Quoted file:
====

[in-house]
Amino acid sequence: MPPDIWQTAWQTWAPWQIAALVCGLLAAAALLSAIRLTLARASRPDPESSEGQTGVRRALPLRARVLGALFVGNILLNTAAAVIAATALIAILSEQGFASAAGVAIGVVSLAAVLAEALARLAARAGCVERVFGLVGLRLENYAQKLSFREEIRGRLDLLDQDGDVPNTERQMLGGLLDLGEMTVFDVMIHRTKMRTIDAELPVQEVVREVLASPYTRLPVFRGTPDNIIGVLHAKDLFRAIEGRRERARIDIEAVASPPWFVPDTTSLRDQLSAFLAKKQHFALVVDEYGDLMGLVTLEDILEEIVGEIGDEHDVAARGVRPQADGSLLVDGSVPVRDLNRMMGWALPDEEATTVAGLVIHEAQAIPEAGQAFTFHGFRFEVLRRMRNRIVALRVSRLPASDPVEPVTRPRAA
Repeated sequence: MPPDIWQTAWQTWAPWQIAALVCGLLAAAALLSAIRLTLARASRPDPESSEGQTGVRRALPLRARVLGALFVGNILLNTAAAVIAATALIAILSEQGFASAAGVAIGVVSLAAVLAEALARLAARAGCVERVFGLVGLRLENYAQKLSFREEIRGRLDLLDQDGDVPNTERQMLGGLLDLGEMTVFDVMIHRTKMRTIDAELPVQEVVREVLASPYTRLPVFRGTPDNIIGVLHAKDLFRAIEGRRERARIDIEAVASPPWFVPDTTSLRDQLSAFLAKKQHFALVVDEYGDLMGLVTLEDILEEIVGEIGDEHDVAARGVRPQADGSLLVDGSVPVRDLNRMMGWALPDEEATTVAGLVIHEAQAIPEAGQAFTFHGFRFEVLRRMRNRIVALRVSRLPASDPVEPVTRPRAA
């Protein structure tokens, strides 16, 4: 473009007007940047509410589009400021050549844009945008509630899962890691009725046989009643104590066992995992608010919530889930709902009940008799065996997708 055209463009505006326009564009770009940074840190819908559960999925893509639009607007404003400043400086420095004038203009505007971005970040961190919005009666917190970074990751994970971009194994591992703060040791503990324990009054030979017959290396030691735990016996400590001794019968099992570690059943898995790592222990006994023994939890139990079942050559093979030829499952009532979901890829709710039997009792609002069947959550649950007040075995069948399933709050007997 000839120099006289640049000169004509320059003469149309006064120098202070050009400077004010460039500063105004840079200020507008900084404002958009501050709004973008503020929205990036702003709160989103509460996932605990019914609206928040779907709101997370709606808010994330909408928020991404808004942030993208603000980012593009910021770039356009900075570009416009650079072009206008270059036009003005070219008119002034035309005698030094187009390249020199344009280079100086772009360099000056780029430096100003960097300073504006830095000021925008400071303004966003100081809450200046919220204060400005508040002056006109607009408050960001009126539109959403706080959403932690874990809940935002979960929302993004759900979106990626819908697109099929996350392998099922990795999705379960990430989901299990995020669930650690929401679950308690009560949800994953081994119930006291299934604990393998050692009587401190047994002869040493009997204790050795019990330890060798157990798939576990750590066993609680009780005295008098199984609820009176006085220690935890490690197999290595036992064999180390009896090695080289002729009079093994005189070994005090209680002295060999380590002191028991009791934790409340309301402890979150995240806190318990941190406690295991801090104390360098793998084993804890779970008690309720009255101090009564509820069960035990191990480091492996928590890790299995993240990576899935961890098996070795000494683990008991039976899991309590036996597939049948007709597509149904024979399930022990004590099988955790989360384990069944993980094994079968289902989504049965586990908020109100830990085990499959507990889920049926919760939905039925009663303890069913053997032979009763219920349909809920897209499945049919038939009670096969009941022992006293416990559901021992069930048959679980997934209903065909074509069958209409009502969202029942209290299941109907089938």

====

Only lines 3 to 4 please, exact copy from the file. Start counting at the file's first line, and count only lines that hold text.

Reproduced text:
Repeated sequence: MPPDIWQTAWQTWAPWQIAALVCGLLAAAALLSAIRLTLARASRPDPESSEGQTGVRRALPLRARVLGALFVGNILLNTAAAVIAATALIAILSEQGFASAAGVAIGVVSLAAVLAEALARLAARAGCVERVFGLVGLRLENYAQKLSFREEIRGRLDLLDQDGDVPNTERQMLGGLLDLGEMTVFDVMIHRTKMRTIDAELPVQEVVREVLASPYTRLPVFRGTPDNIIGVLHAKDLFRAIEGRRERARIDIEAVASPPWFVPDTTSLRDQLSAFLAKKQHFALVVDEYGDLMGLVTLEDILEEIVGEIGDEHDVAARGVRPQADGSLLVDGSVPVRDLNRMMGWALPDEEATTVAGLVIHEAQAIPEAGQAFTFHGFRFEVLRRMRNRIVALRVSRLPASDPVEPVTRPRAA
């Protein structure tokens, strides 16, 4: 473009007007940047509410589009400021050549844009945008509630899962890691009725046989009643104590066992995992608010919530889930709902009940008799065996997708 055209463009505006326009564009770009940074840190819908559960999925893509639009607007404003400043400086420095004038203009505007971005970040961190919005009666917190970074990751994970971009194994591992703060040791503990324990009054030979017959290396030691735990016996400590001794019968099992570690059943898995790592222990006994023994939890139990079942050559093979030829499952009532979901890829709710039997009792609002069947959550649950007040075995069948399933709050007997 000839120099006289640049000169004509320059003469149309006064120098202070050009400077004010460039500063105004840079200020507008900084404002958009501050709004973008503020929205990036702003709160989103509460996932605990019914609206928040779907709101997370709606808010994330909408928020991404808004942030993208603000980012593009910021770039356009900075570009416009650079072009206008270059036009003005070219008119002034035309005698030094187009390249020199344009280079100086772009360099000056780029430096100003960097300073504006830095000021925008400071303004966003100081809450200046919220204060400005508040002056006109607009408050960001009126539109959403706080959403932690874990809940935002979960929302993004759900979106990626819908697109099929996350392998099922990795999705379960990430989901299990995020669930650690929401679950308690009560949800994953081994119930006291299934604990393998050692009587401190047994002869040493009997204790050795019990330890060798157990798939576990750590066993609680009780005295008098199984609820009176006085220690935890490690197999290595036992064999180390009896090695080289002729009079093994005189070994005090209680002295060999380590002191028991009791934790409340309301402890979150995240806190318990941190406690295991801090104390360098793998084993804890779970008690309720009255101090009564509820069960035990191990480091492996928590890790299995993240990576899935961890098996070795000494683990008991039976899991309590036996597939049948007709597509149904024979399930022990004590099988955790989360384990069944993980094994079968289902989504049965586990908020109100830990085990499959507990889920049926919760939905039925009663303890069913053997032979009763219920349909809920897209499945049919038939009670096969009941022992006293416990559901021992069930048959679980997934209903065909074509069958209409009502969202029942209290299941109907089938």